AWS DynamoDB Best Practices

AWS DynamoDB Best Practices

Primary Key Design

  • Primary key uniquely identifies each item in a DynamoDB table and can be simple (a partition key only) or composite (a partition key combined with a sort key).
  • Partition key portion of a table’s primary key determines the logical partitions in which a table’s data is stored, which in turn affects the underlying physical partitions.
  • Avoid hot keys and hot partitions – a partition key design that doesn’t distribute I/O requests evenly can create “hot” partitions that result in throttling and use the provisioned I/O capacity inefficiently.
  • Partition key should have many unique values.
  • Distribute reads / writes uniformly across partitions to avoid hot partitions
  • Store hot and cold data in separate tables
  • Consider all possible query patterns to eliminate the use of scans and filters.
  • Choose a sort key depending on the application’s needs.

Secondary Indexes

  • Use indexes based on when the application’s query patterns
  • Local Secondary Indexes – LSIs
    • Use primary key or LSIs when strong consistency is desired
    • Watch for expanding item collections (10 GB size limit!)
  • Global Secondary Indexes – GSIs
    • Use GSIs for finer control over throughput or when your application needs to query using a different partition key
    • Can be used for eventually consistent read replicas – set up a global secondary index that has the same key schema as the parent table, with some or all of the non-key attributes projected into it.
  • Project fewer attributes – As secondary indexes consume storage and provisioned throughput, keep the size of the index as small as possible. as it would provide greater performance.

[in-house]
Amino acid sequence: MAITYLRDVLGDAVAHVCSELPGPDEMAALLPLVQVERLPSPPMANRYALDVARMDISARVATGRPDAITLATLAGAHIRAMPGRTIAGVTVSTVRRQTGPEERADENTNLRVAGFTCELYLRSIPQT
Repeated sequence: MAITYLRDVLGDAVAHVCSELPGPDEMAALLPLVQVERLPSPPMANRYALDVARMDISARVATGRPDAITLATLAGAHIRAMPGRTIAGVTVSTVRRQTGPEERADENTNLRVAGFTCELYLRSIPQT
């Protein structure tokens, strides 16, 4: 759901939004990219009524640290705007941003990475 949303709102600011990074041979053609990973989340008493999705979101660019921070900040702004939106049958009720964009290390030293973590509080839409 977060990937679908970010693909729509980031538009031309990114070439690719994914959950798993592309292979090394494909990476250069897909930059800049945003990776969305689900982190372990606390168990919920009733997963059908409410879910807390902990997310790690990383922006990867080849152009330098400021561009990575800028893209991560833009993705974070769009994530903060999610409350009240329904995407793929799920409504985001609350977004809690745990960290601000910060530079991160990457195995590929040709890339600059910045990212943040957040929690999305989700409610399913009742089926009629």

• Keep the number of indexes to a minimum – don’t create secondary indexes on attributes that aren’t queried often. Indexes that are seldom used contribute to increased storage and I/O costs without improving application performance.

Large Items and Attributes

  • DynamoDB currently limits the size of each item that is stored in a table
  • Use shorter (yet intuitive!) attribute names
  • Keep item size small
  • Use compression (GZIP)
  • Split large attributes across multiple items
  • Store metadata in DynamoDB and large BLOBs or attributes in S3

Querying and Scanning Data

  • Avoid scans and filters – Scan operations are less efficient than other operations in DynamoDB. A Scan operation always scans the entire table or secondary index. It then filters out values to provide the result, essentially adding the extra step of removing data from the result set.
  • Use eventual consistency for reads

Time Series Data

  • Use a table per day, week, month, etc for storing time series data – create one table per period, provisioned with the required read and write capacity and the required indexes.
  • Before the end of each period, prebuild the table for the next period. Just as the current period ends, direct event traffic to the new table. Assign names to the tables that specify the periods they have recorded.
  • As soon as a table is no longer being written to, reduce its provisioned write capacity to a lower value (for example, 1 WCU), and provision whatever read capacity is appropriate. Reduce the provisioned read capacity of earlier tables as they age. Archive or delete the tables whose contents are rarely or never needed.